## Will This Be on the Test? (Jan 2022)

by Sarah Lonberg-Lew

*Welcome to the latest installment of our monthly series, “Will This Be on the Test?” Each month, we’ll feature a new question similar to something adult learners might see on a high school equivalency test and a discussion of how one might go about tackling the problem conceptually.*

Welcome back to our continuing exploration of how to bring real conceptual reasoning to questions students might encounter on a high school equivalency test. For this first installment of 2022, I think it’s time to finally tackle a type of question that I’ve been avoiding. Here it is:

**Pause to reflect. How would you approach a problem like this? What advice have you given students about this type of problem in the past? Does that advice support their growth as confident, numerate adults?**

In my own reflections, I realized that when faced with problems like this in the past, I have departed from my priorities of teaching conceptually and resorted instead to lessons on test-taking strategy. While it is important that students have some idea of what they are walking into when they take the test, I hate devoting classroom time to something that will only ever serve them in a test situation and be of no use to them in their lives.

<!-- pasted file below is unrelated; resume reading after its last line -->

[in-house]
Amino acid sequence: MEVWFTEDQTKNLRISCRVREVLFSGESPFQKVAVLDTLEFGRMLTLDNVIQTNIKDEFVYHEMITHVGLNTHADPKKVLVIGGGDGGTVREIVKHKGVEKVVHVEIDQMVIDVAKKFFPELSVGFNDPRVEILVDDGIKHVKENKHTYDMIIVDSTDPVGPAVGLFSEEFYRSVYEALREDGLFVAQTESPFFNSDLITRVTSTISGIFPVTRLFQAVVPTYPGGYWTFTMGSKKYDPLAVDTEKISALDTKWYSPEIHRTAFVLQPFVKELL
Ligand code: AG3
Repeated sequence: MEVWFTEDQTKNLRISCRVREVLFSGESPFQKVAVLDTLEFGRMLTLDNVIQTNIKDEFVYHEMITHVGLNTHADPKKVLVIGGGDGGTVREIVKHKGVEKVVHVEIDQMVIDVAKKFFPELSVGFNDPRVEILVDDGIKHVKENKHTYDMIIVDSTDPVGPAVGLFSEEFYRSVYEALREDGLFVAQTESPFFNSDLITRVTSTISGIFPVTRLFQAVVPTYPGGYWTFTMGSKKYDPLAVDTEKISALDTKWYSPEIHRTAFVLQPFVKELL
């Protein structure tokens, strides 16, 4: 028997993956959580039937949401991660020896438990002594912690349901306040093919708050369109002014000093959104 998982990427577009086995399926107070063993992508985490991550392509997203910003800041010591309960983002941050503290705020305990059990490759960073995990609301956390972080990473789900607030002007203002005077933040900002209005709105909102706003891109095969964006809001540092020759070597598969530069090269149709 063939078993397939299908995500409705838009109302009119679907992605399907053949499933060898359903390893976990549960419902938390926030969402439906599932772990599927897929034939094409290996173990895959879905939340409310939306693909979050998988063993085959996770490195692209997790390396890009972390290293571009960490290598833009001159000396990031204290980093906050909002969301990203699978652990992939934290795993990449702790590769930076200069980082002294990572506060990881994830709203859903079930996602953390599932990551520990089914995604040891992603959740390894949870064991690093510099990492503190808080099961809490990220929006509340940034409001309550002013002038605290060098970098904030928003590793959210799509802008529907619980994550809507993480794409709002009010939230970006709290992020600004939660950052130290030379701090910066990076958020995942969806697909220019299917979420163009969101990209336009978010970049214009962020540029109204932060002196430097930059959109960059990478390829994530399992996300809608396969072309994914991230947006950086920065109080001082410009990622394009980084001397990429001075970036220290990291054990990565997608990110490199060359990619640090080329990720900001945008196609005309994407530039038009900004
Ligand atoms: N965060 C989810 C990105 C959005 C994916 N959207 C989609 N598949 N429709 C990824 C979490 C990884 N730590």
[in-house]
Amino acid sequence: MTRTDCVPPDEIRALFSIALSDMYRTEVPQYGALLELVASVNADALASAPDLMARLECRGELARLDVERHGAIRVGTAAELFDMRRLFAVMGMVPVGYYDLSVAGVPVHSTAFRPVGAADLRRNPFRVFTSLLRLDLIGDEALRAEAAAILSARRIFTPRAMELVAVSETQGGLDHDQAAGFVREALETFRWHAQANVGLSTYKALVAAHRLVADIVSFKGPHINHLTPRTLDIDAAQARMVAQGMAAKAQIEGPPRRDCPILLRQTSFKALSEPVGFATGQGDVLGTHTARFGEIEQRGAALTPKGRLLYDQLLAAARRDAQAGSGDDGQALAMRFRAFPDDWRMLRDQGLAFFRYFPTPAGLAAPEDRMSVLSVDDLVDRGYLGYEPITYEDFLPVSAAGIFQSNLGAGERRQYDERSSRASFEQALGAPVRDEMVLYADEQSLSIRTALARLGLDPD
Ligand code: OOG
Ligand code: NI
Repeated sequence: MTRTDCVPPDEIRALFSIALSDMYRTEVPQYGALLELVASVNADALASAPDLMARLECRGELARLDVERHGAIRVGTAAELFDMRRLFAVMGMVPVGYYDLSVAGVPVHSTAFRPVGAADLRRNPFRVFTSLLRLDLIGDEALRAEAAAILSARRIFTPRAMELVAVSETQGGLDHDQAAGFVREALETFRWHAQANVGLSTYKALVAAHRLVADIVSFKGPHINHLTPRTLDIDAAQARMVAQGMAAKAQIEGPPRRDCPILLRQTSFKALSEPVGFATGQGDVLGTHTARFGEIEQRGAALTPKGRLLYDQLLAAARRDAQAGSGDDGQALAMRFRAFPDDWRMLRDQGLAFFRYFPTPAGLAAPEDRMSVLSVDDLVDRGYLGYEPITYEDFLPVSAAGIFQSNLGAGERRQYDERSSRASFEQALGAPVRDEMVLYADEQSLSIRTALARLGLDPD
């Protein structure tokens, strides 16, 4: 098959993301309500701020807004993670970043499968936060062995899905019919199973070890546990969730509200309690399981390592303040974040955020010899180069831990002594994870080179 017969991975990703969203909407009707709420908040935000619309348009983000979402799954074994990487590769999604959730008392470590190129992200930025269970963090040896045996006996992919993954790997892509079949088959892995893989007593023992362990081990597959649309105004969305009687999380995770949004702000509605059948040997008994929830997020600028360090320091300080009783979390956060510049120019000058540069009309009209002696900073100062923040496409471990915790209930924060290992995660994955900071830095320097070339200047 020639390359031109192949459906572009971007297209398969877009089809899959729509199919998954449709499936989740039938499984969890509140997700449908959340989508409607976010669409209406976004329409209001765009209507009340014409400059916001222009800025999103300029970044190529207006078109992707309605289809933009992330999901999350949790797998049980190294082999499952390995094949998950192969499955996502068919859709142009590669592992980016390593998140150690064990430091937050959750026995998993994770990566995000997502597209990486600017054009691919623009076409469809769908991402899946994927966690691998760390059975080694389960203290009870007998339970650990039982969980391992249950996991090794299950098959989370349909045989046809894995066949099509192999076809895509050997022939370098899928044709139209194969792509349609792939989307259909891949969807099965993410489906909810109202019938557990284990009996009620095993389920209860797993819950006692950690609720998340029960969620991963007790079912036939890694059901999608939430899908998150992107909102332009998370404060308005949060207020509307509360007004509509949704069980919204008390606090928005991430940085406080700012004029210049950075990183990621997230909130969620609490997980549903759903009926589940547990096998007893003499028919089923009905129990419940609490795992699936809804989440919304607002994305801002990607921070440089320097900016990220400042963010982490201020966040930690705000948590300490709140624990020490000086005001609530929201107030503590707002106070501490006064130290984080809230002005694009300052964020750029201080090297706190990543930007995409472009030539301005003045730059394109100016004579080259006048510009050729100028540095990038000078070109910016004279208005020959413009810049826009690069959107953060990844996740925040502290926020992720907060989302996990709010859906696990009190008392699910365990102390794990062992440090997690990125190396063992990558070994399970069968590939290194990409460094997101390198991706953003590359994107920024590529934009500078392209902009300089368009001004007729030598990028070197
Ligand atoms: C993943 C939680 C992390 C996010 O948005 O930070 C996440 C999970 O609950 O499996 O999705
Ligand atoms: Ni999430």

I have been avoiding bringing this type of question into this column because, in my opinion, it is not a fair way to assess a student’s understanding or ability to use math to answer real world questions. One test prep book I pulled off my shelf implied that this type of question is easier for students because they do not have to actually solve a word problem, they only have to choose the “proper” way to set it up. However, in the real world, there is no one right way to determine Alicia’s earnings for the week, and students who have learned to think flexibly and play to their strengths may come up with a different approach than the “right” answer in the set of multiple-choice options.

Instead of exploring multiple paths to the solution, this month let’s talk about how we can prepare students to apply their math successfully on problems like these without sacrificing our precious teaching time to something that feels like it is only test prep. What can we be teaching students that advances their numeracy and confidence and at the same time prepares them to tackle questions like the one above?

The key concept here is that expressions like the ones in the answer choices are ways of recording thinking. Because not everyone will think about the calculations the same way, people will write different expressions to record their thinking.